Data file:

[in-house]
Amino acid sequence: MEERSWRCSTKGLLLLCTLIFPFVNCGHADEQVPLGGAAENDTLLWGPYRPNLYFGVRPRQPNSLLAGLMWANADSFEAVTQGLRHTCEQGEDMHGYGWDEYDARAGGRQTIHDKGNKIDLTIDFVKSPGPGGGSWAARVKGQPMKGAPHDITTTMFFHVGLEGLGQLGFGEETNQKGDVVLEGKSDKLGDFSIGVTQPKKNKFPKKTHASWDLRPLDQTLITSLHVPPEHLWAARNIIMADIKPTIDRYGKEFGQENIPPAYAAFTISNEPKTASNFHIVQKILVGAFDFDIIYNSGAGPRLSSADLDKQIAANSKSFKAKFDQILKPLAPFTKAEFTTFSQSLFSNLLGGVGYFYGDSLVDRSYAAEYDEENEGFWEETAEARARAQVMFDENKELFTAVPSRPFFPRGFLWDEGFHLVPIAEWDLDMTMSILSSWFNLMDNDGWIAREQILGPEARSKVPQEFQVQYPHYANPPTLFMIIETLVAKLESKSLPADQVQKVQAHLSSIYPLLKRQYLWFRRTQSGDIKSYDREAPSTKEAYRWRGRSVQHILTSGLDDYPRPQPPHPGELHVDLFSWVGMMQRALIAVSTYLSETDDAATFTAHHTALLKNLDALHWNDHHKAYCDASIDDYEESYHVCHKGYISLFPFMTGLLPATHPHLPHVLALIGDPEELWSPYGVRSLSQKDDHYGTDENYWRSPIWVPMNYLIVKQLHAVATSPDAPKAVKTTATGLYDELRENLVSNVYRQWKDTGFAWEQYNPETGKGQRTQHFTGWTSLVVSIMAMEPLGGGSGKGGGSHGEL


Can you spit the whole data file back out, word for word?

[in-house]
Amino acid sequence: MEERSWRCSTKGLLLLCTLIFPFVNCGHADEQVPLGGAAENDTLLWGPYRPNLYFGVRPRQPNSLLAGLMWANADSFEAVTQGLRHTCEQGEDMHGYGWDEYDARAGGRQTIHDKGNKIDLTIDFVKSPGPGGGSWAARVKGQPMKGAPHDITTTMFFHVGLEGLGQLGFGEETNQKGDVVLEGKSDKLGDFSIGVTQPKKNKFPKKTHASWDLRPLDQTLITSLHVPPEHLWAARNIIMADIKPTIDRYGKEFGQENIPPAYAAFTISNEPKTASNFHIVQKILVGAFDFDIIYNSGAGPRLSSADLDKQIAANSKSFKAKFDQILKPLAPFTKAEFTTFSQSLFSNLLGGVGYFYGDSLVDRSYAAEYDEENEGFWEETAEARARAQVMFDENKELFTAVPSRPFFPRGFLWDEGFHLVPIAEWDLDMTMSILSSWFNLMDNDGWIAREQILGPEARSKVPQEFQVQYPHYANPPTLFMIIETLVAKLESKSLPADQVQKVQAHLSSIYPLLKRQYLWFRRTQSGDIKSYDREAPSTKEAYRWRGRSVQHILTSGLDDYPRPQPPHPGELHVDLFSWVGMMQRALIAVSTYLSETDDAATFTAHHTALLKNLDALHWNDHHKAYCDASIDDYEESYHVCHKGYISLFPFMTGLLPATHPHLPHVLALIGDPEELWSPYGVRSLSQKDDHYGTDENYWRSPIWVPMNYLIVKQLHAVATSPDAPKAVKTTATGLYDELRENLVSNVYRQWKDTGFAWEQYNPETGKGQRTQHFTGWTSLVVSIMAMEPLGGGSGKGGGSHGEL